Adroitly portraying former-hippies-turned-true-believers, American radio evangelists of the End, radical Palestinian sheikhs, and Israeli ex-terrorists, Gorenberg weaves a story that stretches from California churches to West Bank settlements. He explains why believers hope for the End, and why prominent American fundamentalists provide hard-line support for Israel, while looking forward to an apocalypse in which they expect Jews to die or else convert. He makes sense of the messianic fervor that has driven Israeli settlers to oppose peace, and describes the Islamic apocalyptic visions that cast Israel's actions in Jerusalem as diabolic plots. He examines, as well, what happens when secular politicians try to channel these religious passions for their own purposes.
At the center of this story is the Temple Mount, where Solomon and Herod built their Temples, where the Dome of the Rock now stands -- and where both Jewish extremists and millions of Christian fundamentalists expect the Third Temple to be built soon. Holy to both Judaism and Islam, the Mount is where nationalism and faith join in a volatile mix. Any attempt to spark the End by clearing the ground for the Temple, therefore, could ignite holy war. This book explains the Mount's dangerous fascination for fundamentalists, and shows why the risks will actually increase in the new millennium as prophesied dates pass and believers look for a way to ensure that the End comes.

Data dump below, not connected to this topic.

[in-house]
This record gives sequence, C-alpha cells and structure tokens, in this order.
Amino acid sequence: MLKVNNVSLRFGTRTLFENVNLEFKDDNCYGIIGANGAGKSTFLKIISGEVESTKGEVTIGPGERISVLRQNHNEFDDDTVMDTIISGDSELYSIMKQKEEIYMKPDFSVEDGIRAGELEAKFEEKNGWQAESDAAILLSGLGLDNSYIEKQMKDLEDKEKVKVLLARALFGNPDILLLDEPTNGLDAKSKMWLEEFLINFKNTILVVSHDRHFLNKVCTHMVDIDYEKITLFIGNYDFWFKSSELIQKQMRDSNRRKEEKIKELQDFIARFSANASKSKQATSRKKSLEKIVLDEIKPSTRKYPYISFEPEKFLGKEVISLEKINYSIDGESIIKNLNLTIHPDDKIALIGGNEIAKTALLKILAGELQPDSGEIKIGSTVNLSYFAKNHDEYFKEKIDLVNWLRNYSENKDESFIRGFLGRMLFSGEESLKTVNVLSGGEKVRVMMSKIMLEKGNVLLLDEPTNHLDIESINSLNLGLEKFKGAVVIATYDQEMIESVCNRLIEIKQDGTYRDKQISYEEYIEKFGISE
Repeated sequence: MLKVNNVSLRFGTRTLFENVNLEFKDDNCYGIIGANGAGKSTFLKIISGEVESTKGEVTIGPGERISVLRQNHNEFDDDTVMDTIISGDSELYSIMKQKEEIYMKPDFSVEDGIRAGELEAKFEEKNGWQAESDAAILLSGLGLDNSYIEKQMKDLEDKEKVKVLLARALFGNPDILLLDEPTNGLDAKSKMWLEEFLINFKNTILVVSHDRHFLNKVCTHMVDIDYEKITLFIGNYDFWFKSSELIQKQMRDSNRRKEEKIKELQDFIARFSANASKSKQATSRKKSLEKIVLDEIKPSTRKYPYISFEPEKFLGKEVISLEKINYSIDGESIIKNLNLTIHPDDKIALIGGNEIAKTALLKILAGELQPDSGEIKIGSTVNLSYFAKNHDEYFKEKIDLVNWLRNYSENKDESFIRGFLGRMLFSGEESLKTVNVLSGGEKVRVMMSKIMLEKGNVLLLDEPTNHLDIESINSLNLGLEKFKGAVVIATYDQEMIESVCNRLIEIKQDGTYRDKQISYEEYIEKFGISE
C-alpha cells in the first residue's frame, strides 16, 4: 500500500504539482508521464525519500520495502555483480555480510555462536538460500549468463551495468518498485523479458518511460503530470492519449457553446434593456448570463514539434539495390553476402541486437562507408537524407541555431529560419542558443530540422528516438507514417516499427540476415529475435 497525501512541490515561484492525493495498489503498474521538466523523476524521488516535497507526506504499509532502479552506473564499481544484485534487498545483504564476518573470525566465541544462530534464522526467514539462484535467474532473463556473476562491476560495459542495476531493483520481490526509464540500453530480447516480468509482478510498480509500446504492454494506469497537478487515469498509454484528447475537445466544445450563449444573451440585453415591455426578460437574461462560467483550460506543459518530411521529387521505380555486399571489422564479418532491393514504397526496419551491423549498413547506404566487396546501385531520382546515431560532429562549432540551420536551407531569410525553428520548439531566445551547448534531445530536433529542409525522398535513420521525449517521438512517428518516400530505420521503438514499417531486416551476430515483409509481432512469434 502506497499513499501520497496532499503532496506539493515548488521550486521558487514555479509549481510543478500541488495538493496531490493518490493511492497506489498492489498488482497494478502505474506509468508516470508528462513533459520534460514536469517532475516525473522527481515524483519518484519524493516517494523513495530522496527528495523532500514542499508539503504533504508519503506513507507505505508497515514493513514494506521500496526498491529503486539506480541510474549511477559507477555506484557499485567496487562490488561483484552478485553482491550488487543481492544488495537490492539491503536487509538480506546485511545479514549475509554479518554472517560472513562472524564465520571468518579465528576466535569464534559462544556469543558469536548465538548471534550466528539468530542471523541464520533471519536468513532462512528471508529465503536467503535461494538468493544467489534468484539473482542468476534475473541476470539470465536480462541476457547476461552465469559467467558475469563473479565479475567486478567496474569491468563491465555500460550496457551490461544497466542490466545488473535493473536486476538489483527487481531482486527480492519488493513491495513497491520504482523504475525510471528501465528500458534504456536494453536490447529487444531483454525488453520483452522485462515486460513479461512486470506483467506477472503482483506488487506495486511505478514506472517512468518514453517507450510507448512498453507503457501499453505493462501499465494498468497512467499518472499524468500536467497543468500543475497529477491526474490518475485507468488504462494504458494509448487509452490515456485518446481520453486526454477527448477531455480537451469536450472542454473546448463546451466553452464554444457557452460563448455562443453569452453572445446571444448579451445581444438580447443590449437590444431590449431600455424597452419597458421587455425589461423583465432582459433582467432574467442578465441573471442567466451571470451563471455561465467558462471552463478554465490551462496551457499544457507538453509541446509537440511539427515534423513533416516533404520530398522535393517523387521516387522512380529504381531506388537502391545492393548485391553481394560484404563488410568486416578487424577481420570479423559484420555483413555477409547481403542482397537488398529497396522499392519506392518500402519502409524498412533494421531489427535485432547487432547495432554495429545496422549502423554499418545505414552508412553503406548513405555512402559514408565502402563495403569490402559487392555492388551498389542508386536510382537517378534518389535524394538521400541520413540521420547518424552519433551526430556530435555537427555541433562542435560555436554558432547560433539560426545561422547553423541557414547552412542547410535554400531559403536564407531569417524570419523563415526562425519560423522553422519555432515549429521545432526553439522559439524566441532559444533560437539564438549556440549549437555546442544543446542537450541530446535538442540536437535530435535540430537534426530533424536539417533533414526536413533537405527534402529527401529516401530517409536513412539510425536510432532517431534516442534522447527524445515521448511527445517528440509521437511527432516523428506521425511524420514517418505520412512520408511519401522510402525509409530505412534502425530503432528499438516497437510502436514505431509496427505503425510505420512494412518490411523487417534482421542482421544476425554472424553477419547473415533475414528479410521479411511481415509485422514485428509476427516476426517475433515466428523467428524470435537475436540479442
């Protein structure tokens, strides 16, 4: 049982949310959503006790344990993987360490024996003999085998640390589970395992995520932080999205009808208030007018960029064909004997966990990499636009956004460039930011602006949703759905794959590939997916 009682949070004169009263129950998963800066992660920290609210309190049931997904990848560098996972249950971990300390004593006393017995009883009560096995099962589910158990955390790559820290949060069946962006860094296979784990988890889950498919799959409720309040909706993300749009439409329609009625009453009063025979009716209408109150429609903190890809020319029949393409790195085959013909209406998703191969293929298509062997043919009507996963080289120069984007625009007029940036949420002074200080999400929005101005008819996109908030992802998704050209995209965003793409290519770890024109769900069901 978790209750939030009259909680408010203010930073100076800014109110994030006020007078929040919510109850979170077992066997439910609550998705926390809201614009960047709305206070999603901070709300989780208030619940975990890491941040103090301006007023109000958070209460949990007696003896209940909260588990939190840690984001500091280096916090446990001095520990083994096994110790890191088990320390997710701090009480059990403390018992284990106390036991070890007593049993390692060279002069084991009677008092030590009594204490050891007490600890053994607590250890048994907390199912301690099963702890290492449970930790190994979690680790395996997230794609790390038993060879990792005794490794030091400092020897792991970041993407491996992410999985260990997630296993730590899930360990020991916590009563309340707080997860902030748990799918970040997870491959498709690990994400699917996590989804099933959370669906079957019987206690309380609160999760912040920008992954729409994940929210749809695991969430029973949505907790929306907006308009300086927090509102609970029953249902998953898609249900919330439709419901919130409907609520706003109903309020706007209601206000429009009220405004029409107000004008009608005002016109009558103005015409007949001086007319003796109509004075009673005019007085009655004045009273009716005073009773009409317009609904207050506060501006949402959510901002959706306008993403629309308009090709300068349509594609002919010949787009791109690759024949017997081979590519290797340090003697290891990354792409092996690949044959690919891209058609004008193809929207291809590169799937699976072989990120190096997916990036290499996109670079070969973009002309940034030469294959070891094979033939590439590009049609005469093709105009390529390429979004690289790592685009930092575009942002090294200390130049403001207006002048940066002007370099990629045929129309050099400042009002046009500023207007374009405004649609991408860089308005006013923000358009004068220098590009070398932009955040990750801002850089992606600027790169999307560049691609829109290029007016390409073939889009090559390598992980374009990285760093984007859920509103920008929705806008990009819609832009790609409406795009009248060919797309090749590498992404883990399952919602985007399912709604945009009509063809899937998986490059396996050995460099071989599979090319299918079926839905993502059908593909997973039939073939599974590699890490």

Cain murdered Abel, according to an ancient legend, in an argument over who would possess the Temple Mount. That parable sums up the passions aroused by the sacred hilltop. The End of Days shows, with clarity and poise, how conflict over Jerusalem is rooted not only in the past but even more in expectations of the future, and how the fiery belief in apocalypse has a very real impact on contemporary life and international politics.